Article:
General Synod Delegates and the Populations They Represent
In the last blog post I reviewed the raw statistics collected by the General Synod in order to determine the number of clergy and lay delegates each diocese could send to General Synod. I also quoted the rules for that determination, so I won’t repeat it here.
The number of how we get the total delegates is a bit more complicated. First of all, every active bishop in the Anglican Church of Canada is a member of General Synod. Most dioceses have their “Ordinary” or diocesan bishop, but some have more than one. The Diocese of the Arctic have two bishops, as does the Diocese of Saskatchewan, and the Diocese of Toronto normally have five (one Diocesan and four “Area” bishops). Some dioceses had just elected co-adjutor bishops, such as Quebec. Also, the Bishop Ordinary of the Canadian Armed Forces is a member, as is the National Indigenous Anglican Bishop, and, of course, the Primate.
Second, each diocese sends a youth delegate. These are usually all non-ordained, and their votes get counted with the laity.
As well there are the two delegates from the religious orders, who may or may not be laity (this year they both were). The chancellor of General Synod and the General Secretary are ex officio with votes (the former is lay, the latter clergy). The Canadian Armed Forces also send two clergy, two laity, and a youth delegate (they function like a small diocese). Add in the delegates determined by the attendance figures and you get the grand total.
Now, as mentioned in the previous blog, there is a huge difference in the size of the dioceses – the Diocese of Toronto has roughly 100 times more people in church on Christmas than does the Diocese of Yukon. However, the Diocese of Toronto does not have 100 times as many delegates. While the apportionment does pay some attention to the principle of “representation by population” it’s pretty loose. But just what is the relative difference?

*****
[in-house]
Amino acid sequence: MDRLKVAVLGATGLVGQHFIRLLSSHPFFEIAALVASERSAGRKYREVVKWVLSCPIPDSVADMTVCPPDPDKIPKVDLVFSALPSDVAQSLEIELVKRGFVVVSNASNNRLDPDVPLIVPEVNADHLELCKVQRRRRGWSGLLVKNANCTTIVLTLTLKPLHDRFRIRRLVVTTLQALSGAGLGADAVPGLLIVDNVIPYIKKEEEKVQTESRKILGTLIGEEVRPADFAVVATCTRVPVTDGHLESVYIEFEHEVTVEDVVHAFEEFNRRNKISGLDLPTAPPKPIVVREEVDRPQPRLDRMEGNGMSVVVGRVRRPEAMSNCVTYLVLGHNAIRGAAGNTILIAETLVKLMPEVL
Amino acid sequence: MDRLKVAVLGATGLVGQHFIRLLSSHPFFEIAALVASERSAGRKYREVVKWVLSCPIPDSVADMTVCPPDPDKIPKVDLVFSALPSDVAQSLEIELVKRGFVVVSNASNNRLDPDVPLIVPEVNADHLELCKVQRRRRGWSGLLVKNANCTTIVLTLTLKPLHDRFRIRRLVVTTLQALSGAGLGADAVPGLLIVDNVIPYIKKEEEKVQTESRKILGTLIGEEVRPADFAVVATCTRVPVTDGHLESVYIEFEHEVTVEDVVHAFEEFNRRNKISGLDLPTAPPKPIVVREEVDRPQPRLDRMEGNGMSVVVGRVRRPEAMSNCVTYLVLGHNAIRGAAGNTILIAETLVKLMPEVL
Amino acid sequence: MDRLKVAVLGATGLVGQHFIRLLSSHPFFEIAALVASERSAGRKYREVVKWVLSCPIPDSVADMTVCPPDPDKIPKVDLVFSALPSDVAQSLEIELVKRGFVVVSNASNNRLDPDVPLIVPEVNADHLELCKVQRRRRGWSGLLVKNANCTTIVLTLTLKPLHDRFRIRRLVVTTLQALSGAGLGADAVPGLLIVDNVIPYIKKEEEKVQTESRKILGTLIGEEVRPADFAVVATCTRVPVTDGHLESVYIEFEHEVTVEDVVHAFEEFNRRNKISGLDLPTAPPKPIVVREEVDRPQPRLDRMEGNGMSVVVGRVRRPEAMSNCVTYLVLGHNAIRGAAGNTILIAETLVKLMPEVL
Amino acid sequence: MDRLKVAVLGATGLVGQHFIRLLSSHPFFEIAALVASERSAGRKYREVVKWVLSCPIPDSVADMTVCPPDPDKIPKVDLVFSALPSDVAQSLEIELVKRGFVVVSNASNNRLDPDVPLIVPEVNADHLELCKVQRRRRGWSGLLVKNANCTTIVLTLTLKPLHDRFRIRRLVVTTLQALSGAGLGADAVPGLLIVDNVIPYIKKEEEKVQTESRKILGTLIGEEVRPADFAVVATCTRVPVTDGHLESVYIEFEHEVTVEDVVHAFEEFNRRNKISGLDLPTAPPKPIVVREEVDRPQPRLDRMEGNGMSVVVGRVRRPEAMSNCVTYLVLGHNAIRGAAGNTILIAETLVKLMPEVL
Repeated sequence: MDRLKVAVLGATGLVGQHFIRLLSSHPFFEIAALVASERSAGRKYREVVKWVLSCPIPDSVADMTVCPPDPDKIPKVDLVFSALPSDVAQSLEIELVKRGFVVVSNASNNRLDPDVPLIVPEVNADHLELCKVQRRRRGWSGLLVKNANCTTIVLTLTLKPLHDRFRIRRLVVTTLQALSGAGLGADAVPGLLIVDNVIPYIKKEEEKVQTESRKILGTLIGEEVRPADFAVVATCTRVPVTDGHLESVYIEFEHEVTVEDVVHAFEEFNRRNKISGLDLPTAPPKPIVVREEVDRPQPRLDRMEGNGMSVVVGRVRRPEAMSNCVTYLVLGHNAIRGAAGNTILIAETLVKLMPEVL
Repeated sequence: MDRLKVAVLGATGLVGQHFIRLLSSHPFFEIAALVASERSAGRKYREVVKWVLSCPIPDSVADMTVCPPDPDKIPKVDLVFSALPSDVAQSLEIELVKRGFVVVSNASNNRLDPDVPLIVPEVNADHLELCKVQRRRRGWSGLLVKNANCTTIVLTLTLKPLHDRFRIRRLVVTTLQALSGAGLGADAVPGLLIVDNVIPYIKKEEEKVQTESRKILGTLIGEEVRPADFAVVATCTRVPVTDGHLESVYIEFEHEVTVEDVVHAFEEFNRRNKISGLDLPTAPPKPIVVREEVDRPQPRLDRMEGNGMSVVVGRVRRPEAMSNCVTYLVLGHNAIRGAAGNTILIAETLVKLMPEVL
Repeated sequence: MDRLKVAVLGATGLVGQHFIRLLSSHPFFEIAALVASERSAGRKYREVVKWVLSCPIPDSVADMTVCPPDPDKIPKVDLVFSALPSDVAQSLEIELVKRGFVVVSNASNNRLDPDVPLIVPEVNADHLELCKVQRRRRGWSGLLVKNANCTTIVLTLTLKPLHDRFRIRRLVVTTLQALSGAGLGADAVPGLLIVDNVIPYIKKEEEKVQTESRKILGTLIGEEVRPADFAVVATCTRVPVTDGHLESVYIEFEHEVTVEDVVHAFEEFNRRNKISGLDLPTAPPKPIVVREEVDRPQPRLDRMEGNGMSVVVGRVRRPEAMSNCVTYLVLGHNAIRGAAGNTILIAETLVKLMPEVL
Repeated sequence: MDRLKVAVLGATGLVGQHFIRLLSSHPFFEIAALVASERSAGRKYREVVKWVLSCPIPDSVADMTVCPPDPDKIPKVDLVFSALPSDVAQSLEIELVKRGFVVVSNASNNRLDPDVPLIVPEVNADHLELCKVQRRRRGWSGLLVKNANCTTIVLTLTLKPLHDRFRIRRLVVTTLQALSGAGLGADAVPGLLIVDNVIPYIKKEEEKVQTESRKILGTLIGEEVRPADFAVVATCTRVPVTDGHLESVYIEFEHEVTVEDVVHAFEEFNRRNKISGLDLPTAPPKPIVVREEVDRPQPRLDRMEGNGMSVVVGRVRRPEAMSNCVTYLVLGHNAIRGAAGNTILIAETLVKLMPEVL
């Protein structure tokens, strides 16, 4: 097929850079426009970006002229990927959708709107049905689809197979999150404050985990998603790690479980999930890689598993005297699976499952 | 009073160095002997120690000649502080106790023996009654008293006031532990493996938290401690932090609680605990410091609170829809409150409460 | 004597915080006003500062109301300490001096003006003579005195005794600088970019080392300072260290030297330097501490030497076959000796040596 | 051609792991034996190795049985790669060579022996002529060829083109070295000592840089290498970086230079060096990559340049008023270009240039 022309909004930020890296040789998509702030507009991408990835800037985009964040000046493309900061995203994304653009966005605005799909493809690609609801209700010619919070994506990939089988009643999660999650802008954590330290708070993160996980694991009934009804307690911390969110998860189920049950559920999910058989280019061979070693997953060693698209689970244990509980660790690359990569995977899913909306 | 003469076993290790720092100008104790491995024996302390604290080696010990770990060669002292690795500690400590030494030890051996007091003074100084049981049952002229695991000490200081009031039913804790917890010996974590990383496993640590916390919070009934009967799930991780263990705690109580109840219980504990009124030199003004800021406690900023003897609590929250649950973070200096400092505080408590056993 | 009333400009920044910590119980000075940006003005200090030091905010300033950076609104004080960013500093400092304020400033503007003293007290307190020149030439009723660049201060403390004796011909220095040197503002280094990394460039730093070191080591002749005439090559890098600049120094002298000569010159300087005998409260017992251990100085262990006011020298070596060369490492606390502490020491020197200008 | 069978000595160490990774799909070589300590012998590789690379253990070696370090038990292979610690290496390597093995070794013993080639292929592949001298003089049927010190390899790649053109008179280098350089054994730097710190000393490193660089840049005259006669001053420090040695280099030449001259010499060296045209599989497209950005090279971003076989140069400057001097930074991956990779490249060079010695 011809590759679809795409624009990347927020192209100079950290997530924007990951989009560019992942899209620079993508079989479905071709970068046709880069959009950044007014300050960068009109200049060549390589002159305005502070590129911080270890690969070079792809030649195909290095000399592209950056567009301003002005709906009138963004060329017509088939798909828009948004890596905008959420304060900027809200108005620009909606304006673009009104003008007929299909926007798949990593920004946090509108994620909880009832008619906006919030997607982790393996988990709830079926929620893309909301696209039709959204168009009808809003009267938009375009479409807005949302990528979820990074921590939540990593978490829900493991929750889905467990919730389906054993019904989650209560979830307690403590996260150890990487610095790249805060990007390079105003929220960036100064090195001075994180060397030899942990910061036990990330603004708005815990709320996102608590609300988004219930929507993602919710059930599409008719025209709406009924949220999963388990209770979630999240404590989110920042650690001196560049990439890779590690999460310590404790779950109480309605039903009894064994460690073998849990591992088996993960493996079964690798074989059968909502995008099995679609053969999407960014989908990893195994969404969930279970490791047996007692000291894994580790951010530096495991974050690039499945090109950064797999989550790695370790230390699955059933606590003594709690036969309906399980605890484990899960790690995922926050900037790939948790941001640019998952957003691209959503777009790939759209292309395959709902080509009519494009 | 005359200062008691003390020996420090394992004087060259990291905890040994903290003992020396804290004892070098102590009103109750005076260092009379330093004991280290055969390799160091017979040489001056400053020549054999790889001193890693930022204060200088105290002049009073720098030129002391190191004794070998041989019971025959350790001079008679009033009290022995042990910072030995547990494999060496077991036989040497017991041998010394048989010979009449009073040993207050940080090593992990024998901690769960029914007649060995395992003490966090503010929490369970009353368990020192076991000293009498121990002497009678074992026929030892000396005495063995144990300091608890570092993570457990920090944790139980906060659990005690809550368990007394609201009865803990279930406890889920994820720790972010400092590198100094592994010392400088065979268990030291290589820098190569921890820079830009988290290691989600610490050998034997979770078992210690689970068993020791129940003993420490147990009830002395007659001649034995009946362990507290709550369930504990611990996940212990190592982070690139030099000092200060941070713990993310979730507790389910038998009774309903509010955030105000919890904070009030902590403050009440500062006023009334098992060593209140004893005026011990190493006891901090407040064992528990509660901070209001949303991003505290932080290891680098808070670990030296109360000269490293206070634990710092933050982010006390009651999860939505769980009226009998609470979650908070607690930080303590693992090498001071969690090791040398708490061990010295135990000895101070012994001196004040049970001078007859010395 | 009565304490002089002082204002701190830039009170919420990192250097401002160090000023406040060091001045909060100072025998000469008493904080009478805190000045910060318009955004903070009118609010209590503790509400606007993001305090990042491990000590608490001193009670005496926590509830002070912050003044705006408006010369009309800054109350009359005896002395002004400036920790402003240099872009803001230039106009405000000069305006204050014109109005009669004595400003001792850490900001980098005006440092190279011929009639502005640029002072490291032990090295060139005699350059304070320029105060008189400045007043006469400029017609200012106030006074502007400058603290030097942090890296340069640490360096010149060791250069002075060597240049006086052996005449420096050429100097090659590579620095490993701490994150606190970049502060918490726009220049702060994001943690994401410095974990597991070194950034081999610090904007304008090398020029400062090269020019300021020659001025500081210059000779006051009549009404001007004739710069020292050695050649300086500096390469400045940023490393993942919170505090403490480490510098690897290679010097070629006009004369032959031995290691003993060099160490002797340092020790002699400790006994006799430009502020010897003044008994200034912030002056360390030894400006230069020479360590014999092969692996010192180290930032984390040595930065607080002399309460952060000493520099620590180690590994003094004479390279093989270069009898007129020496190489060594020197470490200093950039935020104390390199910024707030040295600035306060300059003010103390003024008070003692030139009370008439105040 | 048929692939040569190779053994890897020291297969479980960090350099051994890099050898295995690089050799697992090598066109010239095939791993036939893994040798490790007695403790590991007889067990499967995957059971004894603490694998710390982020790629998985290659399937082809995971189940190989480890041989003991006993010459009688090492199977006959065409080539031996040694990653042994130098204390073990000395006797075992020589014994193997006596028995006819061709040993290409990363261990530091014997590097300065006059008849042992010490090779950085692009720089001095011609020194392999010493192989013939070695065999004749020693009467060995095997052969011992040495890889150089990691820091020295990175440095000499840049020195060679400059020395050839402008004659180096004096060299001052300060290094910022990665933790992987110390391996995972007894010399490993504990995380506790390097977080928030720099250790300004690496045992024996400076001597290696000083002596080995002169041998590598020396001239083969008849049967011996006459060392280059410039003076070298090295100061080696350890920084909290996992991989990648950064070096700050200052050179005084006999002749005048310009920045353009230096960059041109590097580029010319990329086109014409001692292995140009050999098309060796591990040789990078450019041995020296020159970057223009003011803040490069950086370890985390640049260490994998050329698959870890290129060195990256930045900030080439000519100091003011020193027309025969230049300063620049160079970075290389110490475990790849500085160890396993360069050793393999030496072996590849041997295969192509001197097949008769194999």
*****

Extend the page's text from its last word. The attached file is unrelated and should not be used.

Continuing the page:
Well, you’ll be pleased to know I’ve crunched the numbers, and here are the results!
|Eastern Nfld. & Lab.||1121.75|
|N.S. and PEI||940.84|
A few observations might be made here. First, obviously the large urban dioceses are underrepresented on the basis of “representation by population”. A vote by any member or delegate from Toronto stands for 1538 parishioners, whereas a vote by a delegate from the Anglican Parishes of the Central Interior has only 136 in attendance behind them.
Second, that’s OK. Our General Synod was not founded on a principle of absolute democracy, but on having the various stake holders present. Our system undoubtedly over-represents rural people and indigenous peoples. That’s all right – we need those voices at the table. We probably over-represent youth at General Synod, too, compared to the demographic reality of our attendance. So, too, do we include the voices of religious orders and those associated with the Canadian Forces.
Third, there are some really weird results when looking at attendance per delegate. The four dioceses with asterisks did not send any statistical information into the Office of the General Secretary, so God only knows what the real numbers are. I generously assumed the maximum in each case (4,999) and divided by the number of delegates – six for Mishamikoweesh, Quebec, Algoma, and five for Moosonee. This undoubtedly is too high for Moosonee and Quebec, and I really could not say if the number generated for Mishamikoweesh and Algoma bears any relation to reality.
Finally, in terms of attendance per delegate, Calgary is the closest to being the average diocese.
In the next blog I’m going to look at how the votes for the First Reading of the Amendment to the Marriage Canon relates to this.